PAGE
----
A study conducted in 2002 among public school students of the Philippines’ National Capital Region (NCR) revealed that after completing first grade, forty percent (40%) of the students were still nonreaders. Almost half of the seven- and eight-year olds in the nation’s capital were unable to recognize or spell their own name.
It was then that the Ronald McDonald House Charities (RMHC), the Department of Education (DepEd), and Adarna House, armed with the expertise of top educators from the University of the Philippines, developed materials to respond to the alarm sent off by the 2002 study. Thirty-two (32) illustrated picture books in large format — the books’ spread measuring 22 inches wide and 17 inches long — were created, together with a lesson plan guide for teachers.
Twenty-eight (28) of these books were in the vernacular, and the remaining four (4) were in English. The program proponents pushed Filipino as the first language of reading, with several studies relating student achievement to the use of the mother tongue as the medium of instruction. With a literature-based integrated approach, the story is used to introduce concepts in other subject areas, and to develop grammar and oral language.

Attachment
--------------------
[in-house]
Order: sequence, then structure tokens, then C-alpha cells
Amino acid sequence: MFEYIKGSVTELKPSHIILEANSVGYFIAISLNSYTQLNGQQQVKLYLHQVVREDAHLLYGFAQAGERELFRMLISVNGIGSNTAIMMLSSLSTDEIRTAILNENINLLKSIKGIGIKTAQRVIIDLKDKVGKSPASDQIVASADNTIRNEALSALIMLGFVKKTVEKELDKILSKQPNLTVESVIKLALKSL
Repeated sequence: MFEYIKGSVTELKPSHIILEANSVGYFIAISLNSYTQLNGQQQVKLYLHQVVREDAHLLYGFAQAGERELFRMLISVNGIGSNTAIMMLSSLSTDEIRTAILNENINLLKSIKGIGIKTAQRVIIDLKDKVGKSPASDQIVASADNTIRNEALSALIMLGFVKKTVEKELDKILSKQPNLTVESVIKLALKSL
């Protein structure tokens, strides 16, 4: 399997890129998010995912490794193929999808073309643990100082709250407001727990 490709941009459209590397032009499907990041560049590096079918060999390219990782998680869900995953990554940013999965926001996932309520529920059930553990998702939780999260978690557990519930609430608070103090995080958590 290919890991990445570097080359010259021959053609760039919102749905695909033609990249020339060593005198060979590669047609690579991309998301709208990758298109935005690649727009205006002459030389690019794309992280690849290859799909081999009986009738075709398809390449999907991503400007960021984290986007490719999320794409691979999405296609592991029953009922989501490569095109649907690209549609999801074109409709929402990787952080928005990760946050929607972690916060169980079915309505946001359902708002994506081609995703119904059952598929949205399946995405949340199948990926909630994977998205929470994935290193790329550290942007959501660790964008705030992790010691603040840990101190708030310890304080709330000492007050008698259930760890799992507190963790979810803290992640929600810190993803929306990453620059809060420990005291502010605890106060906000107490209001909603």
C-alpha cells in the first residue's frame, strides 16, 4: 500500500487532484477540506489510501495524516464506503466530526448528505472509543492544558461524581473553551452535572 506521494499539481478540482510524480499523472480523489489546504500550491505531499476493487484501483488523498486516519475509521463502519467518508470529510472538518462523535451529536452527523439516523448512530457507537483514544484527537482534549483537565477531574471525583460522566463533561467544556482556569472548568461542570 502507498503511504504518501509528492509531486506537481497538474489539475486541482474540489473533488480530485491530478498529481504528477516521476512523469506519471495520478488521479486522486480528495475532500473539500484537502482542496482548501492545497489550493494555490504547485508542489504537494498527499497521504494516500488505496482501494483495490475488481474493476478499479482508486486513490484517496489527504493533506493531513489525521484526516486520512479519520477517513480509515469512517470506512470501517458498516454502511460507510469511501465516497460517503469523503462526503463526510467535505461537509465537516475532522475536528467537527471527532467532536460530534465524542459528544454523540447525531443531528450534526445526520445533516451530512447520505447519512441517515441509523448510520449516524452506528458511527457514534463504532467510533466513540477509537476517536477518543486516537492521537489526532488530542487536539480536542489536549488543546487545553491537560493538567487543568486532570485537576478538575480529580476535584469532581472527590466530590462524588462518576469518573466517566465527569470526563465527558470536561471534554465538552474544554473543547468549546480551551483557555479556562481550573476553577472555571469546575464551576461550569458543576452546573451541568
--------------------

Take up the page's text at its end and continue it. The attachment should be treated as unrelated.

When the program was launched as Bright Minds Read (BMR) in 2003, the campaign included seminars to train DepEd officials how to teach their colleagues to use the BMR materials. The materials, aside from the big books and the lesson plan, included workbooks for the pilot students, and pretest and posttest evaluations.
BMR piloted in 14 schools that DepEd selected in NCR, involving 5 classes per school, covering around 4,200 students. The pretest and posttest results showed that in the pilot year alone, the percentage of Grade 1 nonreaders dropped from 40% to 4%. It was found that the mastery of reading skills increased by 15% on average, with the highest increase registering at over 40%. Teachers of the pilot classes also reported no absenteeism among their students.
To date, Bright Minds Read has covered 2,000 schools all over the country. By 2009, the pilot students will be graduating from grade school, and BMR will have developed a continuous program from Grade 1 to Grade 6 — going beyond teaching children how to read, but also to love and value reading.
BMR has earned the support of local governments and private corporations and individuals in its efforts towards building a nation of zero nonreaders. BMR kits — containing all the BMR materials to be used by the Grade 1 level of the whole public school — costing only ten thousand pesos have been donated by various organizations and municipalities nationwide to their selected public schools.
The programs’ proponents hope that through Bright Minds Read, the number of nonreaders in public elementary schools can be minimized, and that private institutions and individuals will be encouraged to participate in the effort to improve the quality of public education and make reading every Filipino’s lifelong passion.